It is tempting to see his art coming together in this moment. We have the deep longing; the surprising power of his voice; the co-mingling of the sacred, the sexual and the silly. (Even the classy leather sofa seems of a piece.) However, as Sylvie Simmons’s delightful biography makes clear, with Cohen, things generally happened a lot more slowly and painfully.

Simmons situates her subject well both in the Jewish tradition (if not a singer he would have made a fantastic Rabbi) and in his generation, that bit older than the brash Babyboomers. He learned guitar from a Spanish flamenco player who — d’oh! — committed suicide shortly after teaching him that rippling finger style. But this was before the guitar had any claim to iconography. Cohen’s first band, a country trio called The Buckskin Boys, had no higher ambition than “cornering the Montreal square-dance market”. He was 33 before he made the transition to songwriting from poetry.

Even as a lifelong fan (I have a strange memory of hearing So Long, Marianne in the cot) I found much unfamiliar here. His lyrics are so resonant in themselves that there never seemed much need to find out who Marianne, Nancy and Suzanne were — but it is a comfort to discover that they were all devastatingly beautiful and all speak of him kindly. Even through his chaotic episodes — his LSD-fuelled tours of mental hospitals; his foolhardy expeditions to war-torn Cuba and Israel — he remains true to his need to weigh the right word, to convey his feelings precisely.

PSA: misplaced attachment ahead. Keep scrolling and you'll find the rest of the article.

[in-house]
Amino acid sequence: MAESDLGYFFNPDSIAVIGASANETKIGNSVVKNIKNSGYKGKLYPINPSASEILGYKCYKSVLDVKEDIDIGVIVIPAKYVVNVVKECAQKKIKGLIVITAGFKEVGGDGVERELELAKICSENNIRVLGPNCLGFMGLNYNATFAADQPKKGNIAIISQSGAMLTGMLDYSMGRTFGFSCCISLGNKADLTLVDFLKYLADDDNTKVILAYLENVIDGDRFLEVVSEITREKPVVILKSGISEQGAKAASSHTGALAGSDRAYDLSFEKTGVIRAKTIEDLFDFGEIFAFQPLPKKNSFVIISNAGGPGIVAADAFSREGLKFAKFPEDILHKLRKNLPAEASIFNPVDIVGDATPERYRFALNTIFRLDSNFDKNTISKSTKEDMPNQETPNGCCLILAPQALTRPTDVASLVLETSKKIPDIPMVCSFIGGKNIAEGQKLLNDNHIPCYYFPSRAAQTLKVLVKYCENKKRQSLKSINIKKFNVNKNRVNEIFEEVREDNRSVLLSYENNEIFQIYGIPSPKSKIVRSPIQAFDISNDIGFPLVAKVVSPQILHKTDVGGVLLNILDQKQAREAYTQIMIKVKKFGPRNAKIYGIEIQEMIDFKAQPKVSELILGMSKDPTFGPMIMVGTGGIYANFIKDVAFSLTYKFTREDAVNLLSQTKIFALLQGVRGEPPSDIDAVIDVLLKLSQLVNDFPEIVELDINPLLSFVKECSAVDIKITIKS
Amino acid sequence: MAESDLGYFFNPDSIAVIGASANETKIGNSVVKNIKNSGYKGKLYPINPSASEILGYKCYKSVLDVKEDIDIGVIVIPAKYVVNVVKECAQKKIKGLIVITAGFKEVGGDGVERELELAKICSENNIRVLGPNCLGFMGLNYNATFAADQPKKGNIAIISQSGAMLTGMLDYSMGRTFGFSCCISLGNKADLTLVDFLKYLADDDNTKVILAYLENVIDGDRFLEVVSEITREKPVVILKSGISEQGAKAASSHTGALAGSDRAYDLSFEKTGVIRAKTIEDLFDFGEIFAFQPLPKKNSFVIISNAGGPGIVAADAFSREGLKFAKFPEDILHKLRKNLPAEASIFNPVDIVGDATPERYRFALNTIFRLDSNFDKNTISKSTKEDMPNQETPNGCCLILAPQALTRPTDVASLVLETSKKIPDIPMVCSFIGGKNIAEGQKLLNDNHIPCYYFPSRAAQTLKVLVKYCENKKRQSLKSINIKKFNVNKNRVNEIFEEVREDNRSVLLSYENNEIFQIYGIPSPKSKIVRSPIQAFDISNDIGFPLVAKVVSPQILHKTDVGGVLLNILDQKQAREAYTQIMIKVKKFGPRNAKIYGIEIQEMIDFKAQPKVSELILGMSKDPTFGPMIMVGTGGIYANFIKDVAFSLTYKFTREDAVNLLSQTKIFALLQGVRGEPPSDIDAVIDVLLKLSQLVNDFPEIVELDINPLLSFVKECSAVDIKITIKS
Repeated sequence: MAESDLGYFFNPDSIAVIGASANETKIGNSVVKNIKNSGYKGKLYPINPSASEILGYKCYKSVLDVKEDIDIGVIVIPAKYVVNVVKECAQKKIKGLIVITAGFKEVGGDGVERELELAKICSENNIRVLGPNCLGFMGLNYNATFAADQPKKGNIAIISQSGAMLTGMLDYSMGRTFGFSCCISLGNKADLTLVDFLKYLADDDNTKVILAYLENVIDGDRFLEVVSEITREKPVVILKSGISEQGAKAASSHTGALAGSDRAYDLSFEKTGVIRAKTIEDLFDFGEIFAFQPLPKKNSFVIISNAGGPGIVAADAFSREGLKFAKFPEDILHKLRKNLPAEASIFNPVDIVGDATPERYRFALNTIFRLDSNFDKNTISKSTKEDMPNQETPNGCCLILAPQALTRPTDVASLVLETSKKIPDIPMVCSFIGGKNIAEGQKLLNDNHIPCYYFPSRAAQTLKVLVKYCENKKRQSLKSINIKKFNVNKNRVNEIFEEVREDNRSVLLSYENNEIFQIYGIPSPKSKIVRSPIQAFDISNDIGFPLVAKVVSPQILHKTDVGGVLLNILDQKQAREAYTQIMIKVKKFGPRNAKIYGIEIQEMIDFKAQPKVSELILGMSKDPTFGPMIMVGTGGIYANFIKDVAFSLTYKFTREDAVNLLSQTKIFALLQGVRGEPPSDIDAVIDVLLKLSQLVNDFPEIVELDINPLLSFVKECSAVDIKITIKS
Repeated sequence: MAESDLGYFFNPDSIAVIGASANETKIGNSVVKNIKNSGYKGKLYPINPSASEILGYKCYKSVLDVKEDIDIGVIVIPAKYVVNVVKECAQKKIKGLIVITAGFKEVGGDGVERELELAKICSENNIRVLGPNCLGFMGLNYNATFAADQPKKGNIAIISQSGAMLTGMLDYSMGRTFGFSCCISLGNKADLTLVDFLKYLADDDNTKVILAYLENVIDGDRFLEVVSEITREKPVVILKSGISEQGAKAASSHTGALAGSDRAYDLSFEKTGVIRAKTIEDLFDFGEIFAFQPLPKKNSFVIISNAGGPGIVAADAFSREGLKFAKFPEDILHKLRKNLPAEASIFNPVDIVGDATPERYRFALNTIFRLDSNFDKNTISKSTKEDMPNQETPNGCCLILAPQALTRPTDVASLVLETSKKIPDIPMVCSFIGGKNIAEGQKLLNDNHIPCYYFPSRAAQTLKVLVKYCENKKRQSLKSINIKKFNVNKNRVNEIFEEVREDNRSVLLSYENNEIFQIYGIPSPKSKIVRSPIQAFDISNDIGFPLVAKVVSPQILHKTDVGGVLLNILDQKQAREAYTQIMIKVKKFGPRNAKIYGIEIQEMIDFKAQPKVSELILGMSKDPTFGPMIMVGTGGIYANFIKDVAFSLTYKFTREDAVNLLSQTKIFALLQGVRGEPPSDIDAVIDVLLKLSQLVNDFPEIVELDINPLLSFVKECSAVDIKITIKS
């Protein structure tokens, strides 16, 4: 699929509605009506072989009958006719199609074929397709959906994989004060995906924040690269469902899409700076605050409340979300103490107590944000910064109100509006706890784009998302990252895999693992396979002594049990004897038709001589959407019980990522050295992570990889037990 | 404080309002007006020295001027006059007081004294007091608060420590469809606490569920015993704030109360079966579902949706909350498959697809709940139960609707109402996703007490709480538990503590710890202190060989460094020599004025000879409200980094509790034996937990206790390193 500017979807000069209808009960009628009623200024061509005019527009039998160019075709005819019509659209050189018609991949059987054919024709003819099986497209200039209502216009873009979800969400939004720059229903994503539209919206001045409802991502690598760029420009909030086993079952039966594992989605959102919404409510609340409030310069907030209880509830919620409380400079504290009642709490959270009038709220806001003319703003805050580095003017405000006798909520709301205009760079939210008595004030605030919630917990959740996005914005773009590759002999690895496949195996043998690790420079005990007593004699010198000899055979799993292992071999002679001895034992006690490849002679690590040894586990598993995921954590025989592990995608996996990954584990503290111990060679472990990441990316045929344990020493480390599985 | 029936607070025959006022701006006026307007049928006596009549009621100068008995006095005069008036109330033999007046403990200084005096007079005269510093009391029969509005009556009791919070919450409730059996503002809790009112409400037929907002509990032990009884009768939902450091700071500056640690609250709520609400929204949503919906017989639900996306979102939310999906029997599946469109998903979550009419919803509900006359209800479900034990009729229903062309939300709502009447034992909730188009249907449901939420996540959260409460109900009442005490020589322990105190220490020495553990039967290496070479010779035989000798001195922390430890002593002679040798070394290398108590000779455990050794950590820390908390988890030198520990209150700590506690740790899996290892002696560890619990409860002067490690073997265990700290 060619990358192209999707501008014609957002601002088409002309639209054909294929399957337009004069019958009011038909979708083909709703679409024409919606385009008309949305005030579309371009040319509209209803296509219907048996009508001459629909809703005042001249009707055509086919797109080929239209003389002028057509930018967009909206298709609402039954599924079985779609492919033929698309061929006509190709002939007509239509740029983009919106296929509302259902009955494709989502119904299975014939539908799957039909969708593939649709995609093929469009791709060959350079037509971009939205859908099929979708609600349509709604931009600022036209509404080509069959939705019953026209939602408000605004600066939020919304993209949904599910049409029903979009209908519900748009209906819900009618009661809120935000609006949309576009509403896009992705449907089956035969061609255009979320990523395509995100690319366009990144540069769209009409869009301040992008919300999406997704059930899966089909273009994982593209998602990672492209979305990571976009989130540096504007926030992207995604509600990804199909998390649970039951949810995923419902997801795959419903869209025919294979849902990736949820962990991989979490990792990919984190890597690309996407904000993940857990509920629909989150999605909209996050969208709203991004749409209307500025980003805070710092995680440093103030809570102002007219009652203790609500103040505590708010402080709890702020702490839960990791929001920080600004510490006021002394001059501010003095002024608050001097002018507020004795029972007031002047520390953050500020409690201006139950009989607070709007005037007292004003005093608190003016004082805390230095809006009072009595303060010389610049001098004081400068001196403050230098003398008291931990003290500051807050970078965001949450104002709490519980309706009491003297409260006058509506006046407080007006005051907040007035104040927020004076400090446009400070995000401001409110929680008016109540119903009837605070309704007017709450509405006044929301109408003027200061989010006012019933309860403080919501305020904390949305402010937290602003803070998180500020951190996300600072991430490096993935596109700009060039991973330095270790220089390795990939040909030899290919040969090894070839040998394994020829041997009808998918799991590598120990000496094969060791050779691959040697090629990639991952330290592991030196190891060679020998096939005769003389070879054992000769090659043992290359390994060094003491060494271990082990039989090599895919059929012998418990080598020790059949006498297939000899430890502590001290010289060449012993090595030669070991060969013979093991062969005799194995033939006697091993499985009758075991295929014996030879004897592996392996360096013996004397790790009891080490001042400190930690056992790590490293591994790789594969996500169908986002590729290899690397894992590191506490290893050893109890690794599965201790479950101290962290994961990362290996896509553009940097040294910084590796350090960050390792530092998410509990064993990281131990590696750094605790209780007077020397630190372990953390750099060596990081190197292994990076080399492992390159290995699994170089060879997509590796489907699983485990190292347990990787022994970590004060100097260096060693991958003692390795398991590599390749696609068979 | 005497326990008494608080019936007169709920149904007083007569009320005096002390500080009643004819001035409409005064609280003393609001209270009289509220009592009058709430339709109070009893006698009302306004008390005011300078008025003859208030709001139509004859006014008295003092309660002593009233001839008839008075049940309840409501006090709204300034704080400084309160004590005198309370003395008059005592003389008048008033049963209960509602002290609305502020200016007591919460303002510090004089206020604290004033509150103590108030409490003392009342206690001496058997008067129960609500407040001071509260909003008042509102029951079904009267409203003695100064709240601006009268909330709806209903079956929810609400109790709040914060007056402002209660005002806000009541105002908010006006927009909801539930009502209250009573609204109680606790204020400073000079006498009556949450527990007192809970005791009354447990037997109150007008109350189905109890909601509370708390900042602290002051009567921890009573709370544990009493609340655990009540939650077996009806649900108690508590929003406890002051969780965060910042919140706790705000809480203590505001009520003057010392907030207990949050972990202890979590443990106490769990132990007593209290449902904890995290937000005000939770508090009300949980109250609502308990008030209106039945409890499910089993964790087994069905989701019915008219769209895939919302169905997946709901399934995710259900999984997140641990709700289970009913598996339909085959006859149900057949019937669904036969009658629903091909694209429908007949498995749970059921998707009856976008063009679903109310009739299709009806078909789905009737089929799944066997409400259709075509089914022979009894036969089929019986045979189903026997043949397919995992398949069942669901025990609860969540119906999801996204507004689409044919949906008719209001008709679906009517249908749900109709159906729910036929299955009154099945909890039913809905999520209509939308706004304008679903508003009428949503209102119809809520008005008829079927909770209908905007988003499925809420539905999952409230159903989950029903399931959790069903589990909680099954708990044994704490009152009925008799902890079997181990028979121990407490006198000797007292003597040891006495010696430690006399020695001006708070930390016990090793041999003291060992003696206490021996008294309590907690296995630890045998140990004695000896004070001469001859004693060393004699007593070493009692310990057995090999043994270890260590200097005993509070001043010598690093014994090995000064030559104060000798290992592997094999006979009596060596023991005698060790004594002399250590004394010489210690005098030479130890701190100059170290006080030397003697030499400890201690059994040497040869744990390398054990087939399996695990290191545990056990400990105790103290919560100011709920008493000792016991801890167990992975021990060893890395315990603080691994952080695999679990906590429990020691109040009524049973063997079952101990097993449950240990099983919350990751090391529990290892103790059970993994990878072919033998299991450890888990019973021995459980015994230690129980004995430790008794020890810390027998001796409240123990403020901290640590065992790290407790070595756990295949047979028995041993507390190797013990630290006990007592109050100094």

And if the book travels through many stages of despair, it ends on an up beat. Cohen’s lifelong depression only lifted in his sixties, after many arduous years as a Zen monk, studying under his master Kyozan Jushu Sasaki (still alive at 105).

When his former manager, Kelley Lynch, stole millions from him it was enough to put “a serious dent in his mood,” but when he went on tour to earn a pension, it proved to be his making. His monkish habits suit him to a life on the road; his voice is now like worn leather; and the recognition, after so many years being ignored, is validating. Even Simon Cowell is a fan.

Cohen, now 78, gave numerous interviews to Simmons for the book, only asking her not to make it a hagiography. She doesn’t really keep her word, and has the icky habit of paraphrasing lines of his verse in her prose, treating us to flakes of his life, and so on.

Then again, those who love his music tend to internalise it — and anyway, Cohen remains a step ahead. “Think about this seriously before you answer,” he says, fixing his biographer in the eye as he welcomes her into his kitchen for a final interview. You wonder what is going through her mind, as he asks: “Would you like a scoop of ice cream in your coffee?”

An expert operator, even now.

by Richard Godwin for London Evening Standard

“I’m Your Man: The Life of Leonard Cohen, By Sylvie Simmons” (The Independent)

Saturday, November 17th, 2012

The ageless troubadour of Montreal at last has a biography that does him justice

In a genre where the currency is much debased, Sylvie Simmons, a British-born journalist working from San Francisco, has turned in a fine example of what a rock biography should be. Of course the subject is far more than just a rock star: long before he became “the Bard of the Bedsit”, Leonard Cohen was an award-winning poet regarded as the brightest and best among the new generation of Canadian writers.

Down the years, there have been critical collections and cut-and-paste biographies. This is the real McCoy, written with Cohen’s cooperation – drawing on personal papers and the memories of subject, friends and lovers – but not his approval. He didn’t want to read the manuscript and had just two concerns: that the book not be a hagiography and that its author not starve. Cohen ought to be pleased with the result, which includes extensive notes and a proper index.